That’s freedom for ya…

Oh and by the by, these laws currently proceeding in several states explicitly legally authorizing business to refuse to serve people on the basis of their sexual orientation, are part of the blowback I predicted would result from the current strategy many in the gay rights movement have of “suing our way to normalcy”…

“Dammit, if they don’t want to make my same sex wedding cake, I’ll SUE”.

Or worse “We’ll get married in Massachusetts, and then move to Kansas and sue for them to recognize our marriage”.

Many lied saying that would never happen. Many more well intentioned supporters honestly believed the lie, and repeated it.

When I raise this issue with my liberal friends, they often say that I am being ridiculous.

It HAS been happening, from the first legally recognized same sex marriages in this country.

It’s a bad strategy, and it has and will continue to backfire.

I am a cynically romantic optimistic pessimist. I am neither liberal, nor conservative. I am a (somewhat disgruntled) muscular minarchist… something like a constructive anarchist.

Basically what that means, is that I believe, all things being equal, responsible adults should be able to do whatever the hell they want to do, so long as nobody’s getting hurt, who isn’t paying extra

136 Companies Band Together to Close “Police Loophole”

Just about everyone has heard of the “gun show loophole” by now but there’s another gun loophole that some of the gun manufacturers themselves with to close: the police loophole.

What exactly is the police loophole? According to thepoliceloophole.com, this is the site’s definition:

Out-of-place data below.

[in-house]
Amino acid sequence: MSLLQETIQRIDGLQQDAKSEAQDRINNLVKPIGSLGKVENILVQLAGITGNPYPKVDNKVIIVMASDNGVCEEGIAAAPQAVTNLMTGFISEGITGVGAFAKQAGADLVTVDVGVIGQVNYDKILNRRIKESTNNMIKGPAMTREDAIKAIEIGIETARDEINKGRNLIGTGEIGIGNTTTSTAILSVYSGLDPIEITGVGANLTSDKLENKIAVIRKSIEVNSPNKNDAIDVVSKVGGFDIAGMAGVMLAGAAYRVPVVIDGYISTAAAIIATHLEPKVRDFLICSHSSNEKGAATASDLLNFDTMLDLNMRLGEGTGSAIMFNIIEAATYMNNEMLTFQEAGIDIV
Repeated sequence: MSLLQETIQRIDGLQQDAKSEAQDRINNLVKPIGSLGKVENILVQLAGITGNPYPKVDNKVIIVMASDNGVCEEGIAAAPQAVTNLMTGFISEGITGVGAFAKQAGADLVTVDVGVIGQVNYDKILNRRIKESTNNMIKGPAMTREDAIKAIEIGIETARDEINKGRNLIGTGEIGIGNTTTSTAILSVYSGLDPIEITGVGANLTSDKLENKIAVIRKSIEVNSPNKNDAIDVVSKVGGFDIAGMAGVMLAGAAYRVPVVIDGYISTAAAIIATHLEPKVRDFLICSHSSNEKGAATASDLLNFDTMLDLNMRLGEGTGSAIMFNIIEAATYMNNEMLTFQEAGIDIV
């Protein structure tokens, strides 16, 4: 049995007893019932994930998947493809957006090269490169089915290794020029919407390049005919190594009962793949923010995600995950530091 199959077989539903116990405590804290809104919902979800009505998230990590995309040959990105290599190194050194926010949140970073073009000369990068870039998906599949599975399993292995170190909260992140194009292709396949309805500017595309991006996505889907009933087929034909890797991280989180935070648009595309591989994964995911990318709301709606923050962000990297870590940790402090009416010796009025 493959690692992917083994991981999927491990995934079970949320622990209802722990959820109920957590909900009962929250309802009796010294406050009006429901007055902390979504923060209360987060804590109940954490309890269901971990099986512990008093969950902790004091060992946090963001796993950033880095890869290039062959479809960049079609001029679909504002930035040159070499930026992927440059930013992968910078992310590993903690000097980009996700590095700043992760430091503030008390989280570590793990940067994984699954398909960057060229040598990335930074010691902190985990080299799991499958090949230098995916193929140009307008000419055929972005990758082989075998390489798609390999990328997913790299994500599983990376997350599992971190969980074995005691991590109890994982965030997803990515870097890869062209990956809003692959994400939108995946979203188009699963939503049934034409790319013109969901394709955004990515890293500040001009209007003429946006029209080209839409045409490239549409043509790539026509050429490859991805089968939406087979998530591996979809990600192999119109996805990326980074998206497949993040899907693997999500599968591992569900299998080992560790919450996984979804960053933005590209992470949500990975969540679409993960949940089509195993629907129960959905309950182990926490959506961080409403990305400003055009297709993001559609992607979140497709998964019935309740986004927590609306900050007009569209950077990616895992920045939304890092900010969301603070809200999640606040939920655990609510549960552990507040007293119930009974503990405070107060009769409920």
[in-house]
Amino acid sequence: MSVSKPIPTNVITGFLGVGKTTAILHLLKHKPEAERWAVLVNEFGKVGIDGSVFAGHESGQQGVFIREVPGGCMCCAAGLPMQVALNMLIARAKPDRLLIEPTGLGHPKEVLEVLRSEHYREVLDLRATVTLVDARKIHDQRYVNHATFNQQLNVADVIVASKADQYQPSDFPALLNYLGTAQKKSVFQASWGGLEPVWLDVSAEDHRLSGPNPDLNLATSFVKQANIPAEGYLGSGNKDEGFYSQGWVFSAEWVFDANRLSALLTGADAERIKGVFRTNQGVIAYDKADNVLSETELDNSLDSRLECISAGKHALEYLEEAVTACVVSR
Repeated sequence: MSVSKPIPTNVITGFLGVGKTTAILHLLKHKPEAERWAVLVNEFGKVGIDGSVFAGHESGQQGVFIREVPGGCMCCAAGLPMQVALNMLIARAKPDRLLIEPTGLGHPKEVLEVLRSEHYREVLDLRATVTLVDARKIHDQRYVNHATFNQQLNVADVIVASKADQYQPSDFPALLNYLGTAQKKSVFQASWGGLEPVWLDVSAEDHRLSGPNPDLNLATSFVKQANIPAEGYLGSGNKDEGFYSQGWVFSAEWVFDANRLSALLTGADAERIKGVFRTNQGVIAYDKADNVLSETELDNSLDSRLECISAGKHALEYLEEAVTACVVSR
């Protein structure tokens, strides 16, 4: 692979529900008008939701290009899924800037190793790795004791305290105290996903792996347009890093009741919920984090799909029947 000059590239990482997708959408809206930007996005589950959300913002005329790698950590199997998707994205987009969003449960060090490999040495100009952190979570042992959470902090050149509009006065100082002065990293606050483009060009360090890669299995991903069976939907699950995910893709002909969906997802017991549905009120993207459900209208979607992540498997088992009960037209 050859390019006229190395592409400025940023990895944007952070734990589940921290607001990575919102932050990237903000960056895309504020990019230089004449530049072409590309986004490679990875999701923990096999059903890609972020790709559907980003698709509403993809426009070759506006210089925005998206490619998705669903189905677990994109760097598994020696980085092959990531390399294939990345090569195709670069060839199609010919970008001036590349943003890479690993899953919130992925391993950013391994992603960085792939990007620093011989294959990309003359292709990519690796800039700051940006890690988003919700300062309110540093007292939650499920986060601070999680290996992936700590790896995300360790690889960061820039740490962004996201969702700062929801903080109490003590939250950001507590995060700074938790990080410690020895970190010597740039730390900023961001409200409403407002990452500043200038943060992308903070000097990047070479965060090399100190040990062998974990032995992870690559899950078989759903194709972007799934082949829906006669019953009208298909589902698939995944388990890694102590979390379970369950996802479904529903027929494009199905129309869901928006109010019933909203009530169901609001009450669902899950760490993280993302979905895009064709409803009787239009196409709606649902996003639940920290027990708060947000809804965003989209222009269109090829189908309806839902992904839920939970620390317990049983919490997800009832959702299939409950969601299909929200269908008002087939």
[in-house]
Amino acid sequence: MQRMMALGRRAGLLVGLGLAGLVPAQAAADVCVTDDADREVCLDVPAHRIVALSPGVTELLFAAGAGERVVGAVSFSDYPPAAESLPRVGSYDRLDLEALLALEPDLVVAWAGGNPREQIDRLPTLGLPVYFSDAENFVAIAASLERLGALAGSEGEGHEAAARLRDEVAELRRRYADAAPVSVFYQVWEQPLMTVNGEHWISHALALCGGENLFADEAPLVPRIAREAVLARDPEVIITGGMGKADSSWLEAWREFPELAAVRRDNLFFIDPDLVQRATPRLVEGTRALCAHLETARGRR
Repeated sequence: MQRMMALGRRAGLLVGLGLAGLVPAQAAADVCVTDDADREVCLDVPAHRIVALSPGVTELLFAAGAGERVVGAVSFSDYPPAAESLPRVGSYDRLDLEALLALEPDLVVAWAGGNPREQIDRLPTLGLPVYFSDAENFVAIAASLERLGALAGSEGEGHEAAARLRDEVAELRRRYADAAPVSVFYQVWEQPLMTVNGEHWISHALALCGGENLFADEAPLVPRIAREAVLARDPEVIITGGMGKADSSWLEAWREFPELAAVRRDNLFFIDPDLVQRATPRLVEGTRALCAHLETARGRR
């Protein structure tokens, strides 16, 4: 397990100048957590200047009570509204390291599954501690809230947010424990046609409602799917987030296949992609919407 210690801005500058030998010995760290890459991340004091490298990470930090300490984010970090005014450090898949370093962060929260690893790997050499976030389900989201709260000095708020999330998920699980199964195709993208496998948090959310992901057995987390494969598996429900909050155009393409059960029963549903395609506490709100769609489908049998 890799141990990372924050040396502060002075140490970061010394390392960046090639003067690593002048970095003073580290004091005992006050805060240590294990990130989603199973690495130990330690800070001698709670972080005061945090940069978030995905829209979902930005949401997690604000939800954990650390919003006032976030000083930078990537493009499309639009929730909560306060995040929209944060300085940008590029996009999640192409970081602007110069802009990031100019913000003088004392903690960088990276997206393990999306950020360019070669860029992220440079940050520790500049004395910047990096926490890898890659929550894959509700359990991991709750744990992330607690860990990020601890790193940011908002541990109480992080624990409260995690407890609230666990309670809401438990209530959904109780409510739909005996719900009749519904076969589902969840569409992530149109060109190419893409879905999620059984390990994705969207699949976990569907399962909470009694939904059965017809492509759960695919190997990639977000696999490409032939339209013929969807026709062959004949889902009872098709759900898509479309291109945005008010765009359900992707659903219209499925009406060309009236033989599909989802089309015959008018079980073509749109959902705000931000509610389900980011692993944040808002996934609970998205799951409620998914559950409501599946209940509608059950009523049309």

There are some states, counties, cities, and municipalities in our great nation that fail to allow their citizens to fully exercise their right to keep and bear arms with restrictions such as magazine capacity or types of firearms. However, these government entities do not place these restrictions upon their own employees, such as police officers.

Now that the police loophole has been identified, what are the people behind the site planning to do about it? They have compiled a list which they describe:

This is a list of companies that have taken the step to publicly announce that they will not sell items to states, counties, cities, and municipalities that restrict their citizens rights to own them; therefore closing the “police loophole” themselves. It is important to note that we are against gun control; we are not against any particular government agency or individuals.

I cannot express how much I love this idea. So far, there are 136 firearms companies (primarily) on the list; 136 companies using a market approach to fight back against government at all levels that would infringe on the rights of an individual to bear arms. One might say they are “going Galt” by not selling their products to the very government that would disarm us. It’s a bold move and I’m sure this will cost these companies a good deal of money (who knows, some might go out of business…let’s hope not).

So if you are in the market for a new firearm, ammunition, magazine, or whatever, check the list and patronize these companies. And be sure to thank them for making this courageous stand against tyranny.

A Few Personal Observations From a Contentious Town Hall Meeting

This past Saturday, I decided to meet up with Colorado Libertarian Party members to take part in a town hall meeting at the Smoky Hill Library in Centennial, Colorado. Several members of the state legislature hosted the event: Sen. Nancy Todd (D-Sen. Dist. 28), John Buckner (D-House Dist. 40), and Su Ryden (D-House Dist. 36). Senate Majority Leader, Morgan Carroll (D-Dist.29) was a no show.

When I received the invitation, in my inbox, there were 11 others who RSVP’d to attend the event. I really had no idea if we would be the only individuals in attendance who would challenge these legislators or if we would be in good company. All I knew was all of these legislators would be Democrats in favor of most, if not all, of the gun control measures (at least in principle) being considered at the state capitol. I fully expected that we would be crashing their party.